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LOUISVILLE, Ky. (AP) — Arch Coal Incorporated says it will scale back operations at two coal mining complexes in Kentucky and Virginia, trimming the work force by more than 100.

The St. Louis-based company said Friday the cutbacks will affect the Cumberland River and Hazard mining complexes.

Company spokeswoman Kim Link says the decision was due on "ongoing coal market challenges."

She says the curtailed operations will cost about 110 jobs — about 65 of them company positions and the rest contractor jobs not controlled by Arch.

The Cumberland River mining complex is in Letcher County in Kentucky and Wise County in Virginia. The Hazard Mining complex is in Perry County, Kentucky.

Link says those eligible workers who are laid off will be offered severance packages.

She says the two complexes still employ nearly 500 workers.

Published in Local News
CAPE GIRARDEAU, Mo. (AP) - It isn't just Illinoisans who are closely watching a bill in the Illinois House that would regulate fracking. Missouri mining organizations have a keen interest, too.

The Southeast Missourian reports that the Missouri mining industry stands to gain from an increased need for silica sand, which is used in the process of large-scale hydraulic fracturing - or fracking.

Missouri is not an abundant resource of oil or natural gas, but it is a resource for silica sand. The silica sand is critical for the process of fracking.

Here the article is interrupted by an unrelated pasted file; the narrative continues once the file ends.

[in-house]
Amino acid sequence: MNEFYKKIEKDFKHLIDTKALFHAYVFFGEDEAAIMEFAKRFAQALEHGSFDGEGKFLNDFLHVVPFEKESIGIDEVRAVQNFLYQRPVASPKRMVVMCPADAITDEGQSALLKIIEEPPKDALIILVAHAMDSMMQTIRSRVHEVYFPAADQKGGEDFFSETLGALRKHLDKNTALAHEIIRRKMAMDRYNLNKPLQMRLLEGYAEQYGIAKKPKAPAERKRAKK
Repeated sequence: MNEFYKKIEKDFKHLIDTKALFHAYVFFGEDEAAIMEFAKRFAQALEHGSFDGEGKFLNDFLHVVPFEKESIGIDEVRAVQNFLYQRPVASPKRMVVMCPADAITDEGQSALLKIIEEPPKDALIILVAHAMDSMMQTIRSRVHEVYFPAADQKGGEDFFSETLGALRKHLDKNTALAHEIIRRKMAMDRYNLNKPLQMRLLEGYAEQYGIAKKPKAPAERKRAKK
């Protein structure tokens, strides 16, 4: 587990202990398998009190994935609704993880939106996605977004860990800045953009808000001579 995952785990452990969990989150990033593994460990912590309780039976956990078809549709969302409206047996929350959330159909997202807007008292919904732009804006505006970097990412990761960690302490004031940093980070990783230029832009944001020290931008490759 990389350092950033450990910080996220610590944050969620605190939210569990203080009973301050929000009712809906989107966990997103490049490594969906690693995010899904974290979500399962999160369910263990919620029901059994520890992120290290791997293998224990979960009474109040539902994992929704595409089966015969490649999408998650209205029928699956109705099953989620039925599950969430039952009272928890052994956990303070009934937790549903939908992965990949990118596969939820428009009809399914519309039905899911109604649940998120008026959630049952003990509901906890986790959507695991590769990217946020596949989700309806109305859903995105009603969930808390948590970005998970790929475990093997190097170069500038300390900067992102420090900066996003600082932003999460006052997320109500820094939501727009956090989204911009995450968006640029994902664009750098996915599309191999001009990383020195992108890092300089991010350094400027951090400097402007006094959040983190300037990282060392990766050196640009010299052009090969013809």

Environmentalists in Missouri say there is concern that expanded sand mining will cause environmental damage.

The January 2013 Mineral Commodity Summary by the U.S. Geological Survey says Missouri is the sixth-largest producer of industrial sand and gravel.
Published in Local News
Former miners, protesting Peabody Energy in downtown St. Louis, have been arrested.

KTRS's Michael Golde is on the scene and reports that the protesters' goal was to get arrested. They hope to draw attention to what they believe is a unfair deal concerning their pension and health benefits.

Peabody's Senior Vice President of Investor Relations and Corporate Communications Vic Svec, says this is a matter between Patriot coal and the United Mine Workers of America. Many of the former miners at the protest, worked for Patriot Coal. They argue that Peabody Energy made Patriot Coal a separate company that was never supposed to succeed. They accuse Peabody of "fraudulent conveyance,” or transfer of money with the intent to hurt creditors, but that charge must be proved to hold Peabody liable for potential losses in retirement benefits.

There were also miners arrested at another protest of Peabody last month. The protest remains peaceful and those miners arrested were very cordial with police, even shaking hands with the arresting officers.
Published in Local News

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